Europa Clipper’s main body complete, teams continue work toward 2024 launch

In early June, the main body of NASA’s upcoming Europa Clipper spacecraft completed construction and was shipped to NASA’s Jet Propulsion Laboratory (JPL) in Pasadena, California soon after. The arrival of Europa Clipper’s main body marks a major milestone in the construction of the spacecraft and shows that the spacecraft and its teams are on track for a launch in 2024.

“It’s an exciting time for the whole project team and a huge milestone. This delivery brings us one step closer to launch and the Europa Clipper science investigation,” said Europa Clipper project manager Jordan Evans of JPL.

While the construction of the spacecraft’s main body is complete, that does not mean the construction of the spacecraft as a whole is finished. Numerous mission-critical components are yet to be assembled and installed onto the spacecraft.

However, the arrival of Europa Clipper’s main body at JPL now allows engineers and technicians to complete the construction of the spacecraft, which is set sometime in the next two years.

Europa Clipper’s main body is large, measuring three meters tall and 1.5 meters wide, and is constructed of aluminum. Additionally, the main body is cylindrical in shape and is already integrated with many electronics, radios, thermal loop tubing, cabling, and propulsion systems which are set to be used during the course of its nearly 10-year-long mission at Jupiter.

The main module of Europa Clipper in a main clean room at JPL. (Credit: NASA/JPL-Caltech/Johns Hopkins APL/Ed Whitman)

What’s more, when Europa Clipper’s solar arrays and other deployable systems are fully extended, the spacecraft will be as large as a basketball court — making Europa Clipper the largest spacecraft NASA has ever developed for a planetary science mission.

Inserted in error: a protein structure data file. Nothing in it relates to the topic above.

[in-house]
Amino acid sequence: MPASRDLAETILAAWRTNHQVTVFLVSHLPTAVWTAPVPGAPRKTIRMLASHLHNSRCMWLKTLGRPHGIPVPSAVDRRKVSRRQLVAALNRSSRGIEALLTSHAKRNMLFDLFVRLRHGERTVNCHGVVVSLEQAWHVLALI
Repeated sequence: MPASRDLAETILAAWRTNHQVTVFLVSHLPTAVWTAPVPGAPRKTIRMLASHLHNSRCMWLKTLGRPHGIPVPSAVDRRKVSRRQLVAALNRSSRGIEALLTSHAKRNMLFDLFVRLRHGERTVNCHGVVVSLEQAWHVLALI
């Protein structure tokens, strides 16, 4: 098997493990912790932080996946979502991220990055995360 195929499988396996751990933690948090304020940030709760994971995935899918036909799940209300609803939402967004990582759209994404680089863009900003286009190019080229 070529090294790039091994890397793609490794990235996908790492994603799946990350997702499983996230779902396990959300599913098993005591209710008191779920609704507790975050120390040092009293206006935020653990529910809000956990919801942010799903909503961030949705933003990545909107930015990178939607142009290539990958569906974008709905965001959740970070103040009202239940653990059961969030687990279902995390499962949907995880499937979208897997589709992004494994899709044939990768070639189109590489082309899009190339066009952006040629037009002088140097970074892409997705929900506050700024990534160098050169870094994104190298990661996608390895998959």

The main module itself is two aluminum cylinders stacked on top of one another. Each cylinder is dotted with threaded holes that will be used to attach Europa Clipper’s instruments and other spacecraft systems.

Overall, Europa Clipper’s radio frequency module will power eight antennas that will be used to communicate with Earth and other spacecraft. One of these eight antennas is the mission’s large high-gain antenna. Measuring three meters wide, this high-gain antenna will be used to send data back and forth between Earth and Jupiter at fast rates.

Another system attached to Europa Clipper’s main body is its web of connectors and electrical wires. Called the harness, there are more than 640 meters of wires and connectors, weighing 68 kilograms.

Europa Clipper’s heavy-duty electronics vault will carry some of the major electronics needed for the mission and is designed to withstand the immense radiation of Jupiter and its surrounding moons. It will be integrated with the main module alongside some of the mission’s science instruments at JPL.

Also inside the main module are two tanks that will hold the spacecraft’s fuel. One tank will hold fuel and the other will hold an oxidizer. Additionally, the tubing used to carry the fuel from the tanks to Europa Clipper’s 24 engines is stored inside the main module.

The spacecraft’s 24 engines will be used to perform mission-critical maneuvers when traveling to and while at Jupiter.